Nothing can quicken your heart rate like getting an IRS letter in the mail. In many cases, however, there’s no need to panic. Not all letters from the IRS result in collection actions. Some may be seeking additional information about a recent tax return or inquiring about a position you took. These are known as soft letters. Although they may seem intimidating, they are generally intended for cases that may be resolved without further IRS involvement. Keep reading to learn more about the most common soft letters sent by the IRS and what you should do if you receive one.
Why Did I Get a Soft Letter?
Soft letters are pre-audit tools used by the IRS. They are meant to educate you about your tax responsibilities and encourage you to voluntarily comply with tax codes. It’s essentially a warning that the IRS is paying close attention to your tax returns, but they are giving you a chance to make the necessary adjustments to avoid a potential audit or examination.
Common IRS Soft Letters
Over the last few years, the IRS has increasingly used soft letters as the first step in compliance for those who underreport their cryptocurrency earnings or foreign income.
In 2019, the IRS sent soft letters to more than 10,000 taxpayers who failed to report some or all of their cryptocurrency income. There were three letters sent, including:
- IRS Letter 6174 – Initial letter alerting the taxpayer that they have a virtual currency account but may not know the reporting requirements. It also includes information and resources on how to properly report transactions. No response to the letter, however, is required.
- IRS Letter 6174-A – Similar to Letter 6174, except that it includes a warning that there may be enforcement activity in the future.
- IRS Letter 6173 – This soft letter is a little less subtle than the other two. It includes a response deadline date and action steps. There is also a warning that the account may be referred for examination (audit) if the taxpayer does not comply before the “respond by” date.
Starting with the 2021 tax season, however, the IRS now includes a cryptocurrency question on your tax return. If you fail to disclose your virtual currency, it’s possible that the IRS may skip the soft letters and hit you with tax evasion or fraud charges since you lied on a government document.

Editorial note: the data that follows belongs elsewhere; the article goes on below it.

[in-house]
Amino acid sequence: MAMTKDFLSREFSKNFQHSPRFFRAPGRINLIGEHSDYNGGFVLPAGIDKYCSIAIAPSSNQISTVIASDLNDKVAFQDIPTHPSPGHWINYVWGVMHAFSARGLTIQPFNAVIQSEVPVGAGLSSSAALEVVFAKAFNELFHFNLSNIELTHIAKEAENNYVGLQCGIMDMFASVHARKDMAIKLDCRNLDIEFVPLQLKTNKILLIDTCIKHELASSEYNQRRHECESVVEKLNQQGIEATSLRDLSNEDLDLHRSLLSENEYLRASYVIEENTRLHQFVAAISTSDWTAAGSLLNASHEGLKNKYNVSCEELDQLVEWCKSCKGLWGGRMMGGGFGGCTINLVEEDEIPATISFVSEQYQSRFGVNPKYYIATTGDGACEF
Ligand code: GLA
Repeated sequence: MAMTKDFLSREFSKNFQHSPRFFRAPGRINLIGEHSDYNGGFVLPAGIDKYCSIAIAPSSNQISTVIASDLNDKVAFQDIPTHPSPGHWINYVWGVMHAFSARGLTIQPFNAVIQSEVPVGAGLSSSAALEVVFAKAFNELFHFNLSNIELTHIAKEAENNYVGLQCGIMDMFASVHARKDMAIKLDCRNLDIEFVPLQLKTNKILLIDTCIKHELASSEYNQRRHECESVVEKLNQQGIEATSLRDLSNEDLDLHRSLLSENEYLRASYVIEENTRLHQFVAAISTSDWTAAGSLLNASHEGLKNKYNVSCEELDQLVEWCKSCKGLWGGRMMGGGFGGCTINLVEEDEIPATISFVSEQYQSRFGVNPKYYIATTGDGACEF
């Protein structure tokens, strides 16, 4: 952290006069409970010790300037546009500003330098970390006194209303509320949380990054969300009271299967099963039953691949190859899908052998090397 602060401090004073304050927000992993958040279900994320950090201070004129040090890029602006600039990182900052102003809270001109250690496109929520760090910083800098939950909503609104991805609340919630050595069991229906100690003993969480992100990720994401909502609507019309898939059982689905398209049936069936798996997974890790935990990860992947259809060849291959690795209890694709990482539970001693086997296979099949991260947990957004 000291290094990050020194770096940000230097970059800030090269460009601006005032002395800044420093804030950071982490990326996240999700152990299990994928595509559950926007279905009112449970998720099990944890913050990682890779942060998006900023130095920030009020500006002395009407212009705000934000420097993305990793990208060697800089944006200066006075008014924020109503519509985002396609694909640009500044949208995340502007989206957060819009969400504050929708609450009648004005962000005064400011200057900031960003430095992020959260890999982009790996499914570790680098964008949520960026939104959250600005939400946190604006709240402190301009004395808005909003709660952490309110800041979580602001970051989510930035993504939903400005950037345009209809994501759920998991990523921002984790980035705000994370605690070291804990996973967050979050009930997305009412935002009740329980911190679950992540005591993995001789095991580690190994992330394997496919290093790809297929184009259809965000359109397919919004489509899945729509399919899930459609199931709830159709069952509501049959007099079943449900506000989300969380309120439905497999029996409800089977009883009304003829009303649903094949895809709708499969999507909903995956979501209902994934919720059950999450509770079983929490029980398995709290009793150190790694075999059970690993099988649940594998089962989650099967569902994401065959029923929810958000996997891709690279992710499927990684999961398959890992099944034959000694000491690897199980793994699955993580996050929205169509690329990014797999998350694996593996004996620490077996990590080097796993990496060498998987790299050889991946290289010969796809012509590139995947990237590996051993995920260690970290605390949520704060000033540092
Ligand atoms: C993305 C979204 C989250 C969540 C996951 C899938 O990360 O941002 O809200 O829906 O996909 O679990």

If you have foreign accounts, investments, or assets abroad, you may be required to file Form 8938, Statement of Specified Foreign Financial Assets. Failure to do so could result in the IRS sending you Letter 6291. The most common reasons for receiving this type of soft letter include:
- Foreign accounts not included on the FBAR
- You’re included on a relative’s foreign account without your knowledge
- You have inactive or old accounts that are being reported to the IRS as open
Although Letter 6291 is not a notice of examination or tax audit, it could lead to one if ignored.
How to Respond to an IRS Soft letter
The Taxpayer Advocate warns that “the information requested is akin to an IRS examination but without providing the taxpayer rights and protections afforded by an examination.” This is particularly relevant for those receiving IRS Letter 6173.
If you receive an IRS soft letter, the best thing to do is contact an experienced tax professional. They can evaluate the situation and recommend the best course of action. A tax professional can also assist with filing an amended return or completing any missing forms. Should your case progress to an examination or audit, they can also represent you throughout the process. To schedule a free consultation with Tax Defense Network, call 855-476-6920 today!